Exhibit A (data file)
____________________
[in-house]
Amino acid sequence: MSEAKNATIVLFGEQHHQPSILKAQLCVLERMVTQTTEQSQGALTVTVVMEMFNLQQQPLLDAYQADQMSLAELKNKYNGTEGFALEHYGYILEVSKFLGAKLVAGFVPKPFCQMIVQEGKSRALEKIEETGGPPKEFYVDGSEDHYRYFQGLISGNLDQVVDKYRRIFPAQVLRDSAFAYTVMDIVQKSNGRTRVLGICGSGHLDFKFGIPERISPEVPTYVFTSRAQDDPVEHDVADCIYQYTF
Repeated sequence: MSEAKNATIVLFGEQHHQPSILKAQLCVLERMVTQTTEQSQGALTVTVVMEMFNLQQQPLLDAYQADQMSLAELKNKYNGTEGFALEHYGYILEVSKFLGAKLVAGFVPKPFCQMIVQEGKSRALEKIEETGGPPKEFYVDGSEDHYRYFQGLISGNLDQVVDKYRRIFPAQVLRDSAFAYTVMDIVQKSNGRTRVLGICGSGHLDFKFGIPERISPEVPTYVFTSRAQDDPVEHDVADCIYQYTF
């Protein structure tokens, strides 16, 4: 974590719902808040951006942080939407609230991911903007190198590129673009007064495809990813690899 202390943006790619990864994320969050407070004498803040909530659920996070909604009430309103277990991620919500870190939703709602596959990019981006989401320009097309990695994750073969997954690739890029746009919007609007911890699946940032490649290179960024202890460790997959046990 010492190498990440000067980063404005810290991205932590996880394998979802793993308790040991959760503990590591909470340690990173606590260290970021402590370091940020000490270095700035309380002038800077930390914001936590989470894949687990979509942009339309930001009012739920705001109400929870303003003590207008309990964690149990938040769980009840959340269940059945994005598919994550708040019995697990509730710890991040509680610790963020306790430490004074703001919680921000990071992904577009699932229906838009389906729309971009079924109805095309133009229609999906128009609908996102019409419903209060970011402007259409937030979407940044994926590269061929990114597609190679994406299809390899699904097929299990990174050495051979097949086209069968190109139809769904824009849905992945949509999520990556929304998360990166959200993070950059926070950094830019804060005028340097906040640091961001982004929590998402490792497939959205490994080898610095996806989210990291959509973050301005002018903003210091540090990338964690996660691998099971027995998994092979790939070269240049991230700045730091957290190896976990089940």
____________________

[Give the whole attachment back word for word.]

[in-house]
Amino acid sequence: MSEAKNATIVLFGEQHHQPSILKAQLCVLERMVTQTTEQSQGALTVTVVMEMFNLQQQPLLDAYQADQMSLAELKNKYNGTEGFALEHYGYILEVSKFLGAKLVAGFVPKPFCQMIVQEGKSRALEKIEETGGPPKEFYVDGSEDHYRYFQGLISGNLDQVVDKYRRIFPAQVLRDSAFAYTVMDIVQKSNGRTRVLGICGSGHLDFKFGIPERISPEVPTYVFTSRAQDDPVEHDVADCIYQYTF
Repeated sequence: MSEAKNATIVLFGEQHHQPSILKAQLCVLERMVTQTTEQSQGALTVTVVMEMFNLQQQPLLDAYQADQMSLAELKNKYNGTEGFALEHYGYILEVSKFLGAKLVAGFVPKPFCQMIVQEGKSRALEKIEETGGPPKEFYVDGSEDHYRYFQGLISGNLDQVVDKYRRIFPAQVLRDSAFAYTVMDIVQKSNGRTRVLGICGSGHLDFKFGIPERISPEVPTYVFTSRAQDDPVEHDVADCIYQYTF
């Protein structure tokens, strides 16, 4: 974590719902808040951006942080939407609230991911903007190198590129673009007064495809990813690899 202390943006790619990864994320969050407070004498803040909530659920996070909604009430309103277990991620919500870190939703709602596959990019981006989401320009097309990695994750073969997954690739890029746009919007609007911890699946940032490649290179960024202890460790997959046990 010492190498990440000067980063404005810290991205932590996880394998979802793993308790040991959760503990590591909470340690990173606590260290970021402590370091940020000490270095700035309380002038800077930390914001936590989470894949687990979509942009339309930001009012739920705001109400929870303003003590207008309990964690149990938040769980009840959340269940059945994005598919994550708040019995697990509730710890991040509680610790963020306790430490004074703001919680921000990071992904577009699932229906838009389906729309971009079924109805095309133009229609999906128009609908996102019409419903209060970011402007259409937030979407940044994926590269061929990114597609190679994406299809390899699904097929299990990174050495051979097949086209069968190109139809769904824009849905992945949509999520990556929304998360990166959200993070950059926070950094830019804060005028340097906040640091961001982004929590998402490792497939959205490994080898610095996806989210990291959509973050301005002018903003210091540090990338964690996660691998099971027995998994092979790939070269240049991230700045730091957290190896976990089940």